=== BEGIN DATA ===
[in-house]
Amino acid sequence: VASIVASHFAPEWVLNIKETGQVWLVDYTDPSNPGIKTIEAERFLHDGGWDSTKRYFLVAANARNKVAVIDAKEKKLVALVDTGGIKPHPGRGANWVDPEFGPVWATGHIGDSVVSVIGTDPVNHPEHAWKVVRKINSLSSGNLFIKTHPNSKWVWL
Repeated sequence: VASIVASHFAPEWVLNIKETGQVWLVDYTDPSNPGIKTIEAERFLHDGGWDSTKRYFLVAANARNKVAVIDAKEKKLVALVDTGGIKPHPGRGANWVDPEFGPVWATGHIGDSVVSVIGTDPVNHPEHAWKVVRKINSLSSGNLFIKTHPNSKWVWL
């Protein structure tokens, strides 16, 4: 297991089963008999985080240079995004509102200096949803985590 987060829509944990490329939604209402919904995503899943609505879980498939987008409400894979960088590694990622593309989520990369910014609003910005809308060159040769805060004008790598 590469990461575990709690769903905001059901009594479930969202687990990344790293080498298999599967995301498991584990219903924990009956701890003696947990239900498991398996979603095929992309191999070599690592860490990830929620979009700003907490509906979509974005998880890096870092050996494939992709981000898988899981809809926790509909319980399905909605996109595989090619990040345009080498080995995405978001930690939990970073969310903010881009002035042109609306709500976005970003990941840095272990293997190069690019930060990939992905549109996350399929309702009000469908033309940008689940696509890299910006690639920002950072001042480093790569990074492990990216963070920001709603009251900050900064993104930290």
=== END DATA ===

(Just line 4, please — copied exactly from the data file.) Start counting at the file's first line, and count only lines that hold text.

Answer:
């Protein structure tokens, strides 16, 4: 297991089963008999985080240079995004509102200096949803985590 987060829509944990490329939604209402919904995503899943609505879980498939987008409400894979960088590694990622593309989520990369910014609003910005809308060159040769805060004008790598 590469990461575990709690769903905001059901009594479930969202687990990344790293080498298999599967995301498991584990219903924990009956701890003696947990239900498991398996979603095929992309191999070599690592860490990830929620979009700003907490509906979509974005998880890096870092050996494939992709981000898988899981809809926790509909319980399905909605996109595989090619990040345009080498080995995405978001930690939990970073969310903010881009002035042109609306709500976005970003990941840095272990293997190069690019930060990939992905549109996350399929309702009000469908033309940008689940696509890299910006690639920002950072001042480093790569990074492990990216963070920001709603009251900050900064993104930290």